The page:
Capitol Times in Washington, D.C.
Returning to the Nation's Monument City
Story and photos by Lee Juillerat

High on Adventure, May 2017


Washington, D.C. is a monumental city. From Capitol Hill to the White House, it's the place where decisions are made that impact the world. It's a city designed to impress with its intentionally stunning architecture. It dazzles by day, but adds another patina of beauty at evening. Whether watching the Capitol building lustrously glow golden at sunset or, at the far end of The Mall, savoring the radiant brilliance of the Lincoln Memorial in its reflecting pool, landmarks take on other degrees of luminosity.

  WA DC sunset   Lincoln Memorial from the reflecting pool  
Sunset on the Capitol
The Lincoln Memorial from the reflecting pool

Sunset and evening are also times when a city, intentionally designed to mimic European capitals, transforms itself into a sparkling hub-bub of shimmering aliveness, a cosmopolitan center of cultures. It's said, with some pride, that no city in the world harbors as many spies. It's no secret that visiting Washington, D.C., can't compare to hiking the John Muir Trail or rafting the Colorado River, but traipsing Capitol Hill and other monumental sights prominent in United States history is certainly an adventure.

By day, sights worth spying out range from, appropriately, the International Spy Museum, to the many Smithsonian Institution museums and art galleries, the Capitol itself, Library of Congress and the many memorials along the Capitol Mall.

  White House   Supreme Court   Library of Congress  
White House
Supreme Court
Library of Congress

Four hours at the Spy Museum, complete with a "mission" that took our small group on a fast-paced "Operation Spy" romp to solve a dastardly case of international espionage, could have easily lasted several more hours. It's a place of fascination with displays of such seemingly innocuous gadgets as a single shot weapon disguised as a tube of lipstick, histories of "spymasters," camera-carrying pigeons that photographed military installations, and memories of James Bond, including a model of the Aston Martin used in "Spyfall."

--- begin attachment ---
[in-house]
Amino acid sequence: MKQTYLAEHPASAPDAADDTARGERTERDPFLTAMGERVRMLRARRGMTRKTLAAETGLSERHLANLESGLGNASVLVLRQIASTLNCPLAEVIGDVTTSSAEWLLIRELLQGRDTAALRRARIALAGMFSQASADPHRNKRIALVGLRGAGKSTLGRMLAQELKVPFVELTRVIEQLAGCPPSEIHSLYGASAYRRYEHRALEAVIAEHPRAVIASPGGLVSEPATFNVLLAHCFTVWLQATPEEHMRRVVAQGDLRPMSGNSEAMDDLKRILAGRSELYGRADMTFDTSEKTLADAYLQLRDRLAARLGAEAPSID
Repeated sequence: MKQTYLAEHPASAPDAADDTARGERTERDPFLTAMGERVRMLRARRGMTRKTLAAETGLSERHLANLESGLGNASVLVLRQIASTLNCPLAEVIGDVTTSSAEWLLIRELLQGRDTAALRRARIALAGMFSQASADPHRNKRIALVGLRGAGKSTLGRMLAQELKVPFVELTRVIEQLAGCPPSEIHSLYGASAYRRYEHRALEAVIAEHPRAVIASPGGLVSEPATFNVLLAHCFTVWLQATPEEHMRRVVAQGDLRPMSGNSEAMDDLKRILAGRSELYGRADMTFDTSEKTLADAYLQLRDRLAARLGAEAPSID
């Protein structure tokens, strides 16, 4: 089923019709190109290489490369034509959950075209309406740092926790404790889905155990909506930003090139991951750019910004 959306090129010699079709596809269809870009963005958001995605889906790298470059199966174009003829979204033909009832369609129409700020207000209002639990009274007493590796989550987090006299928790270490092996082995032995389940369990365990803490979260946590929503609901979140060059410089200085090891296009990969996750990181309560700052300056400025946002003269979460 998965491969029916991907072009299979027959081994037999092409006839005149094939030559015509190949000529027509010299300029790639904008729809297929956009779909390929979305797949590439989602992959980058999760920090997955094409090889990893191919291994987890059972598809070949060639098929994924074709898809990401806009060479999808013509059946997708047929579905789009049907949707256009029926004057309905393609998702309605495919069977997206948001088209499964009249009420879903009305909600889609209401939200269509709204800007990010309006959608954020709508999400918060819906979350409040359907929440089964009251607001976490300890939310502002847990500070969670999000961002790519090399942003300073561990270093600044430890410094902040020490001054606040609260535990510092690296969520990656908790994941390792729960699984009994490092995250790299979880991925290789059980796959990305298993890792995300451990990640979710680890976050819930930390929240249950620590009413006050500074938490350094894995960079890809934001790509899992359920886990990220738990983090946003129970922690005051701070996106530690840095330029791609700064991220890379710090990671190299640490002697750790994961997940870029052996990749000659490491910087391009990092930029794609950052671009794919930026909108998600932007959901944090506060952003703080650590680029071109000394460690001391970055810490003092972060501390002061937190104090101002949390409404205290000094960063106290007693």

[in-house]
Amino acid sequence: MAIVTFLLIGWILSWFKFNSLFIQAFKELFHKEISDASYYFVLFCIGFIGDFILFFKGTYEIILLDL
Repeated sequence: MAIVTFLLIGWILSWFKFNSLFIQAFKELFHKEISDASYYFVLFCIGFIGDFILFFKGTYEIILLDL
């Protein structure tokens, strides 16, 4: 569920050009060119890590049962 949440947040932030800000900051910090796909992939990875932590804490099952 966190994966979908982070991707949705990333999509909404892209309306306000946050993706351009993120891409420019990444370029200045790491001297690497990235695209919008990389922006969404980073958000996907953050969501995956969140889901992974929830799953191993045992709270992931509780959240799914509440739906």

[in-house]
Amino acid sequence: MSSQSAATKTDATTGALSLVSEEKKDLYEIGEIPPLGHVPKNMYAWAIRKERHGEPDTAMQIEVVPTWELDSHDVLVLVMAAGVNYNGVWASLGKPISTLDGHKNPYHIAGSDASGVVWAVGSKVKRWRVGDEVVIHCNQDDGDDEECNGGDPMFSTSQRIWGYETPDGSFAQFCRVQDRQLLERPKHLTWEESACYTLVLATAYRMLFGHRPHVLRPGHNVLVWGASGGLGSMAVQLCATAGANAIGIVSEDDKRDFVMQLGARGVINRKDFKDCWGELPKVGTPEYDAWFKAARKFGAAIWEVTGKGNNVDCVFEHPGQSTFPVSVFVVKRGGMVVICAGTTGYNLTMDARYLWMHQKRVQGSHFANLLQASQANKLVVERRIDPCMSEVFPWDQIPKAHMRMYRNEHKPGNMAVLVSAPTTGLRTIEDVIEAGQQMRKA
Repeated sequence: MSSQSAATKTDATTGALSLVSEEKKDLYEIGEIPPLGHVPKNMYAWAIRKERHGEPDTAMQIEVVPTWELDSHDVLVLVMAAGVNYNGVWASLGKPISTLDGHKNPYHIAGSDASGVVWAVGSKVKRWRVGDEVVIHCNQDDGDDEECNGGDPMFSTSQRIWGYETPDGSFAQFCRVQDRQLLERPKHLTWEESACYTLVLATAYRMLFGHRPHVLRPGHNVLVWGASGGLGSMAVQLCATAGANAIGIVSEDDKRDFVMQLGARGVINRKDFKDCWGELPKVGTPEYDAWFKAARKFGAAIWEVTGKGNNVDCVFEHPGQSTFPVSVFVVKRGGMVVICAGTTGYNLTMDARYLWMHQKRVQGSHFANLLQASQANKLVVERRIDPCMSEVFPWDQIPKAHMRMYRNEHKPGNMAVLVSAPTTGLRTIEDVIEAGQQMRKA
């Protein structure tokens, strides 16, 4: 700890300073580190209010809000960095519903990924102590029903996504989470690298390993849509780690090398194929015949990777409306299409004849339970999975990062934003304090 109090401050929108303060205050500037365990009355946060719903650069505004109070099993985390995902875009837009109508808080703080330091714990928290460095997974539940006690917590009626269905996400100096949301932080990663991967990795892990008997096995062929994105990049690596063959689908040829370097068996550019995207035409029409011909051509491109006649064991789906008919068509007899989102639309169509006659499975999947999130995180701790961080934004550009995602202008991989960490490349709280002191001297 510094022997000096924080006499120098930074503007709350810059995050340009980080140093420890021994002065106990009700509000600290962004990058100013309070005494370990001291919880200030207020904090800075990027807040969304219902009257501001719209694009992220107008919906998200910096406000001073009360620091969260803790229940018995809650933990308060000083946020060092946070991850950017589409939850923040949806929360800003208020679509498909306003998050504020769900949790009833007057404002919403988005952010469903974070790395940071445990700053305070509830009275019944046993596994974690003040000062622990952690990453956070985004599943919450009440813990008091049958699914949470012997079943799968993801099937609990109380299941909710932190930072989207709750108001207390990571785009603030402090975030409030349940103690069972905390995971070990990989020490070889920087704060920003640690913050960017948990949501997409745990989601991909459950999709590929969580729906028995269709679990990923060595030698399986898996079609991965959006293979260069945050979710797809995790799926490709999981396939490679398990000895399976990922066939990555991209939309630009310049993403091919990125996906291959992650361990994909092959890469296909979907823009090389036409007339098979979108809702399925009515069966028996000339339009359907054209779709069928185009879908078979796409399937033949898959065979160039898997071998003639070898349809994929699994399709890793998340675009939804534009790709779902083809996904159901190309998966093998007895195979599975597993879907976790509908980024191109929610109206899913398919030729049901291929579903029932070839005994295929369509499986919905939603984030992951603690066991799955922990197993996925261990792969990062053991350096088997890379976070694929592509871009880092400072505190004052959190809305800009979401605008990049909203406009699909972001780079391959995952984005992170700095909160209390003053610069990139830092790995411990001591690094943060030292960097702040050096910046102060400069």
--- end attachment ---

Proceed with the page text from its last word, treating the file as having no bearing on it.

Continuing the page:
Apollo space capsule   Dinosaur   Hope Diamond  
Apollo space capsule
The Hope Diamond
  Aquatic display   Natural History Museum's big elephant   Spirit of St. Louis  
Aquatic display

Natural History Museum's big elephant
Spirit of St. Louis


It's impossible to thoroughly tour the many Smithsonian museums in even a week. So I focused on the National Air and Space Museum, National Museum of Natural History and, because it stays open later than the others, the American Art Museum & National Portrait Gallery. At the air and space museum I joined the hordes touching a moon rock and gawking at Charles Lindbergh's "Spirit of St. Louis" and space ship Enterprise. I gawked at dinosaurs, Marie Antoinette's earrings, the Hope Diamond and multi-colored butterflies in the natural history museum's butterfly pavilion. It's impossible not to admire sculptures, paintings and old news clippings of everyone from Lincoln and George Washington to Bill Clinton, George H.W. Bush and Babe Ruth.

  Lincoln bust   George Washington sculpture   Babe Ruth  
Abraham Lincoln sculpture
George Washington sculpture
The Babe

Bill Clinton and George HW Bush
Bill Clinton and George H.W. Bush

My visit was part business and part pleasure. Business was a conference focused on public lands. Because of the change of administrations, most attendees made lobbying visits to their state's Congressional delegations. Our small Oregon group met with aides for Senators Jeff Merkley and Ron Wyden and Representative Peter DeFazio while Representative Greg Walden carved out a half-hour to meet with us. Unfortunately, the Trump Administration had not yet opened the White House for tours - reservations can be made through Congressional representatives - but a staffer from Walden's office provided an insightful Capitol tour, also something that can be arranged by anyone.

  Capitol building frescos  
Guided tours provide Capitol insights
Frescos in the Capitol rotunda
Guided tours provide Capitol insights

Through the help of a teacher at the Senate Page School, I was guided through usually unseen halls for lunch at the Senate Dining Room, at a table next to Massachusetts Senator Elizabeth Warren. And, as I learned later, five other look-alike male senators, all wearing white shirts, ties and dark suits. Because I arrived without a coat and tie, I was directed to a cloak closet to dress appropriately before being seated.

But it was at sunset that sights seen by day literally glowed. While downtown D.C. always bustles, it's electric at night with locals and international visitors hustling from work to restaurants to theaters. One night I visited Ford's Theatre, where President Abraham Lincoln was assassinated, for a tour and a powerful performance of the Edward Albee classic, "Who's Afraid of Virginia Woolf?"

  Statue of Lincoln in the Ford Theatre museum   Set for Virginia Woolf, with Lincoln's box seat overlooking the stage